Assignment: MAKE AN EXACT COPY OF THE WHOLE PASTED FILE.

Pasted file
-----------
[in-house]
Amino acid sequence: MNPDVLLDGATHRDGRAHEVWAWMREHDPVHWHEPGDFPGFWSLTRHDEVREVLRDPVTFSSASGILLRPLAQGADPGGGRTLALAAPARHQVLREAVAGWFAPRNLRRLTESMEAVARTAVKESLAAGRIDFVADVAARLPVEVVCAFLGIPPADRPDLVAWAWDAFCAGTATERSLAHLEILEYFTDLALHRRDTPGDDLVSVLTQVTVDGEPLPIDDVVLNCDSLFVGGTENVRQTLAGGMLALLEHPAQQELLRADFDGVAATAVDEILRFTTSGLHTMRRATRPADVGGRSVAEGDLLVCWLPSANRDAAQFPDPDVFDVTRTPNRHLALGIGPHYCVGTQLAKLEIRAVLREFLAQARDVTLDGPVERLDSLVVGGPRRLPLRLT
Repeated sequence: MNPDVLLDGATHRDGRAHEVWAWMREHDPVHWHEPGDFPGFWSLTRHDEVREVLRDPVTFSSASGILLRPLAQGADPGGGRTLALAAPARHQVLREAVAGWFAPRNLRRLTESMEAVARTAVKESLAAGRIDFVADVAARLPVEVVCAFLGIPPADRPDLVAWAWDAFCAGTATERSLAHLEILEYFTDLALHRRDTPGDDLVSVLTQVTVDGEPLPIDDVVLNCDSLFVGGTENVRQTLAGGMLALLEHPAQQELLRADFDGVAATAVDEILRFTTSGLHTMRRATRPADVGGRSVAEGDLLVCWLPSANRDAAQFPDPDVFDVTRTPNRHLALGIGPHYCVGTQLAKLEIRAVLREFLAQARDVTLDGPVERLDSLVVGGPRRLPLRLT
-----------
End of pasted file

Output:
[in-house]
Amino acid sequence: MNPDVLLDGATHRDGRAHEVWAWMREHDPVHWHEPGDFPGFWSLTRHDEVREVLRDPVTFSSASGILLRPLAQGADPGGGRTLALAAPARHQVLREAVAGWFAPRNLRRLTESMEAVARTAVKESLAAGRIDFVADVAARLPVEVVCAFLGIPPADRPDLVAWAWDAFCAGTATERSLAHLEILEYFTDLALHRRDTPGDDLVSVLTQVTVDGEPLPIDDVVLNCDSLFVGGTENVRQTLAGGMLALLEHPAQQELLRADFDGVAATAVDEILRFTTSGLHTMRRATRPADVGGRSVAEGDLLVCWLPSANRDAAQFPDPDVFDVTRTPNRHLALGIGPHYCVGTQLAKLEIRAVLREFLAQARDVTLDGPVERLDSLVVGGPRRLPLRLT
Repeated sequence: MNPDVLLDGATHRDGRAHEVWAWMREHDPVHWHEPGDFPGFWSLTRHDEVREVLRDPVTFSSASGILLRPLAQGADPGGGRTLALAAPARHQVLREAVAGWFAPRNLRRLTESMEAVARTAVKESLAAGRIDFVADVAARLPVEVVCAFLGIPPADRPDLVAWAWDAFCAGTATERSLAHLEILEYFTDLALHRRDTPGDDLVSVLTQVTVDGEPLPIDDVVLNCDSLFVGGTENVRQTLAGGMLALLEHPAQQELLRADFDGVAATAVDEILRFTTSGLHTMRRATRPADVGGRSVAEGDLLVCWLPSANRDAAQFPDPDVFDVTRTPNRHLALGIGPHYCVGTQLAKLEIRAVLREFLAQARDVTLDGPVERLDSLVVGGPRRLPLRLT